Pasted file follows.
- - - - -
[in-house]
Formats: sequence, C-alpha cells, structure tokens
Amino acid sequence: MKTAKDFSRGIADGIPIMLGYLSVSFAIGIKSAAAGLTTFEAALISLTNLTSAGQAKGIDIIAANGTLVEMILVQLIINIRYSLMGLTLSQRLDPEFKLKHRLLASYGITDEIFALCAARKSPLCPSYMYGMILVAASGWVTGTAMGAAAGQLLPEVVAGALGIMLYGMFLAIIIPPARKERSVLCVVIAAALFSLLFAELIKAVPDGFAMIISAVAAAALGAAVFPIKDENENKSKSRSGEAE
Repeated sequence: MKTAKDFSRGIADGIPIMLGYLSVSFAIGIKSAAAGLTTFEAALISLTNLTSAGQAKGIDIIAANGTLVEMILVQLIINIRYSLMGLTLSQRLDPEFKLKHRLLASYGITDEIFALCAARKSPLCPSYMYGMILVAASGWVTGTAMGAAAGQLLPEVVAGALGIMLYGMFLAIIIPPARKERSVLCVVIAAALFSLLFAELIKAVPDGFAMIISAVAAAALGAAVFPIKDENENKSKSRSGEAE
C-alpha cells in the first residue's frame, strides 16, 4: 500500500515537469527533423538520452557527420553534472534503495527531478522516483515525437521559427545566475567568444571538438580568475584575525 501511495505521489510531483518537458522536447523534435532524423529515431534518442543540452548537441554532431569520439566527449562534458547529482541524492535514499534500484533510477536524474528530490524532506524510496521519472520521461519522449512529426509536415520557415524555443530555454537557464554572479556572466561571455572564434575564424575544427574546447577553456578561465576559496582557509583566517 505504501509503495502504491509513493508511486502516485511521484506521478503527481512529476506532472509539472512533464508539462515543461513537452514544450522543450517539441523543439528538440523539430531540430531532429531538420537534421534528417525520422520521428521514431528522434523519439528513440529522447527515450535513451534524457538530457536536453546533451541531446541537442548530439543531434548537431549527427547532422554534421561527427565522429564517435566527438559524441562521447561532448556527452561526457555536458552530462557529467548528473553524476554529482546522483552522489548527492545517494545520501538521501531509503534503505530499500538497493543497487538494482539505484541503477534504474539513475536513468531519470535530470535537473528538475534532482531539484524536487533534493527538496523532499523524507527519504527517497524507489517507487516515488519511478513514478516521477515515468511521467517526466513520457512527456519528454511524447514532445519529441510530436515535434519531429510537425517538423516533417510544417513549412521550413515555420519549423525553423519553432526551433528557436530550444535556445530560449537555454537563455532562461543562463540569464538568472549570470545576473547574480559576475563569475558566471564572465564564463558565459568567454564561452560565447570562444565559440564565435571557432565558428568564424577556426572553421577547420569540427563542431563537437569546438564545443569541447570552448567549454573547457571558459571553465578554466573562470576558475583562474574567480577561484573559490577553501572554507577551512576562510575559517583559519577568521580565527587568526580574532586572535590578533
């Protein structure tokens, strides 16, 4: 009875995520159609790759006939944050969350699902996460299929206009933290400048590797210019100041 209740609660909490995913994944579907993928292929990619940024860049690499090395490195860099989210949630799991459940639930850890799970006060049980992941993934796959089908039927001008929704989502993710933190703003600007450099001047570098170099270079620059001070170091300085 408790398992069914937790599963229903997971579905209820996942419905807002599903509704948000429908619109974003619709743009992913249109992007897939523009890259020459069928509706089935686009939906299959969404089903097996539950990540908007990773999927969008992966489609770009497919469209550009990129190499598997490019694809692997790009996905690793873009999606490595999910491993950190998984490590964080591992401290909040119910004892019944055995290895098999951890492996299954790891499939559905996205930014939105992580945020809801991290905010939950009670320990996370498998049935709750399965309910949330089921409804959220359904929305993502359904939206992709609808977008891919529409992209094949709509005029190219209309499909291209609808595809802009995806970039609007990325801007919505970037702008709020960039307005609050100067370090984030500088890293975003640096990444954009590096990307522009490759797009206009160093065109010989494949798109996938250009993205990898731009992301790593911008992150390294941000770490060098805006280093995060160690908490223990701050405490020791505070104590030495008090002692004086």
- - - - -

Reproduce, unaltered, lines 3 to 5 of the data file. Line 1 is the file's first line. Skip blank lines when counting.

Amino acid sequence: MKTAKDFSRGIADGIPIMLGYLSVSFAIGIKSAAAGLTTFEAALISLTNLTSAGQAKGIDIIAANGTLVEMILVQLIINIRYSLMGLTLSQRLDPEFKLKHRLLASYGITDEIFALCAARKSPLCPSYMYGMILVAASGWVTGTAMGAAAGQLLPEVVAGALGIMLYGMFLAIIIPPARKERSVLCVVIAAALFSLLFAELIKAVPDGFAMIISAVAAAALGAAVFPIKDENENKSKSRSGEAE
Repeated sequence: MKTAKDFSRGIADGIPIMLGYLSVSFAIGIKSAAAGLTTFEAALISLTNLTSAGQAKGIDIIAANGTLVEMILVQLIINIRYSLMGLTLSQRLDPEFKLKHRLLASYGITDEIFALCAARKSPLCPSYMYGMILVAASGWVTGTAMGAAAGQLLPEVVAGALGIMLYGMFLAIIIPPARKERSVLCVVIAAALFSLLFAELIKAVPDGFAMIISAVAAAALGAAVFPIKDENENKSKSRSGEAE
C-alpha cells in the first residue's frame, strides 16, 4: 500500500515537469527533423538520452557527420553534472534503495527531478522516483515525437521559427545566475567568444571538438580568475584575525 501511495505521489510531483518537458522536447523534435532524423529515431534518442543540452548537441554532431569520439566527449562534458547529482541524492535514499534500484533510477536524474528530490524532506524510496521519472520521461519522449512529426509536415520557415524555443530555454537557464554572479556572466561571455572564434575564424575544427574546447577553456578561465576559496582557509583566517 505504501509503495502504491509513493508511486502516485511521484506521478503527481512529476506532472509539472512533464508539462515543461513537452514544450522543450517539441523543439528538440523539430531540430531532429531538420537534421534528417525520422520521428521514431528522434523519439528513440529522447527515450535513451534524457538530457536536453546533451541531446541537442548530439543531434548537431549527427547532422554534421561527427565522429564517435566527438559524441562521447561532448556527452561526457555536458552530462557529467548528473553524476554529482546522483552522489548527492545517494545520501538521501531509503534503505530499500538497493543497487538494482539505484541503477534504474539513475536513468531519470535530470535537473528538475534532482531539484524536487533534493527538496523532499523524507527519504527517497524507489517507487516515488519511478513514478516521477515515468511521467517526466513520457512527456519528454511524447514532445519529441510530436515535434519531429510537425517538423516533417510544417513549412521550413515555420519549423525553423519553432526551433528557436530550444535556445530560449537555454537563455532562461543562463540569464538568472549570470545576473547574480559576475563569475558566471564572465564564463558565459568567454564561452560565447570562444565559440564565435571557432565558428568564424577556426572553421577547420569540427563542431563537437569546438564545443569541447570552448567549454573547457571558459571553465578554466573562470576558475583562474574567480577561484573559490577553501572554507577551512576562510575559517583559519577568521580565527587568526580574532586572535590578533